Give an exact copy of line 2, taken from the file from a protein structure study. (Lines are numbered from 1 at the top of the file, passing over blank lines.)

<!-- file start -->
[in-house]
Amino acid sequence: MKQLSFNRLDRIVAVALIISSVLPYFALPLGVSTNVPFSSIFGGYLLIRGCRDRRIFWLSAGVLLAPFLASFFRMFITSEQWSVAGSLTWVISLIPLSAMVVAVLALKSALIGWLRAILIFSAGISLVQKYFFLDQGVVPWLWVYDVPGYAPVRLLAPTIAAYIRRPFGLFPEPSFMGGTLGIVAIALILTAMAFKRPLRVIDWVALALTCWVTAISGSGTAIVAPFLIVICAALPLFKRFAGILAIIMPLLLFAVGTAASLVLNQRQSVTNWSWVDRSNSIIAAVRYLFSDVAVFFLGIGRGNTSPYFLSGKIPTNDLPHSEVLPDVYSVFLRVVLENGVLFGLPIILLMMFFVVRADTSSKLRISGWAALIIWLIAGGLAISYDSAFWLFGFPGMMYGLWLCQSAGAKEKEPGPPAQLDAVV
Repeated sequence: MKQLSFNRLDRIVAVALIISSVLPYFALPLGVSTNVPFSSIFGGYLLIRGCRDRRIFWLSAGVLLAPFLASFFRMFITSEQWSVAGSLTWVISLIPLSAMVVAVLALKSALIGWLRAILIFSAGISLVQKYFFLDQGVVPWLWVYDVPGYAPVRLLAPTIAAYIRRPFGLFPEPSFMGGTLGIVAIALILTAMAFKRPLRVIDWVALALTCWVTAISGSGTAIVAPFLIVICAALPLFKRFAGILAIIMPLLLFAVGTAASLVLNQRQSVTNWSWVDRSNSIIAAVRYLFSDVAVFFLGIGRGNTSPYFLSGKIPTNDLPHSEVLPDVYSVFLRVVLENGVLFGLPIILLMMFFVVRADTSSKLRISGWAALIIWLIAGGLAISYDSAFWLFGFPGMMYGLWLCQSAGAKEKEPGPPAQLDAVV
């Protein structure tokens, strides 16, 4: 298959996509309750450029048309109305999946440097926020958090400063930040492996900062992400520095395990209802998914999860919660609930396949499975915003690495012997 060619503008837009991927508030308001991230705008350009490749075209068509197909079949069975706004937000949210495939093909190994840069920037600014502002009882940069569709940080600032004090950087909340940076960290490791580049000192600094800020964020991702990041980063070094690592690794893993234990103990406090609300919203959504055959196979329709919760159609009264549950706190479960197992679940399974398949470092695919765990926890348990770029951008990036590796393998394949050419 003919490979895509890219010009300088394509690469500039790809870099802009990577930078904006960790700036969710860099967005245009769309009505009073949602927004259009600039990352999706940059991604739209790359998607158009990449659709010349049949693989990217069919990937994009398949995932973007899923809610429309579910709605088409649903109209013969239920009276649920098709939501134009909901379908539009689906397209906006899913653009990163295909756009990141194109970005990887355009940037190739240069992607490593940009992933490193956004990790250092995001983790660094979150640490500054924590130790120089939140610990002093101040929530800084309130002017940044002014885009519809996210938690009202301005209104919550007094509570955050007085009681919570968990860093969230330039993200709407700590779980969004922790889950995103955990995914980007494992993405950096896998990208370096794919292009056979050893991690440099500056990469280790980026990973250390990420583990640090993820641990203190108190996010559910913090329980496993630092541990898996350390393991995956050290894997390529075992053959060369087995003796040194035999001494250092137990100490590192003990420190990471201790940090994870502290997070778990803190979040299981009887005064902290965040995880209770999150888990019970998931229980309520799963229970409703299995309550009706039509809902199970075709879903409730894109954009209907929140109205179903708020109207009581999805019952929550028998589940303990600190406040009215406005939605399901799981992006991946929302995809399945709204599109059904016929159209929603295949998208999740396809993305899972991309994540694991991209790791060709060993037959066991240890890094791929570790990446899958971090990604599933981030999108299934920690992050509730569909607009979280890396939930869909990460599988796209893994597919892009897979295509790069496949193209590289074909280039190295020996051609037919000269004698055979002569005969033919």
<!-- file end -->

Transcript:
Amino acid sequence: MKQLSFNRLDRIVAVALIISSVLPYFALPLGVSTNVPFSSIFGGYLLIRGCRDRRIFWLSAGVLLAPFLASFFRMFITSEQWSVAGSLTWVISLIPLSAMVVAVLALKSALIGWLRAILIFSAGISLVQKYFFLDQGVVPWLWVYDVPGYAPVRLLAPTIAAYIRRPFGLFPEPSFMGGTLGIVAIALILTAMAFKRPLRVIDWVALALTCWVTAISGSGTAIVAPFLIVICAALPLFKRFAGILAIIMPLLLFAVGTAASLVLNQRQSVTNWSWVDRSNSIIAAVRYLFSDVAVFFLGIGRGNTSPYFLSGKIPTNDLPHSEVLPDVYSVFLRVVLENGVLFGLPIILLMMFFVVRADTSSKLRISGWAALIIWLIAGGLAISYDSAFWLFGFPGMMYGLWLCQSAGAKEKEPGPPAQLDAVV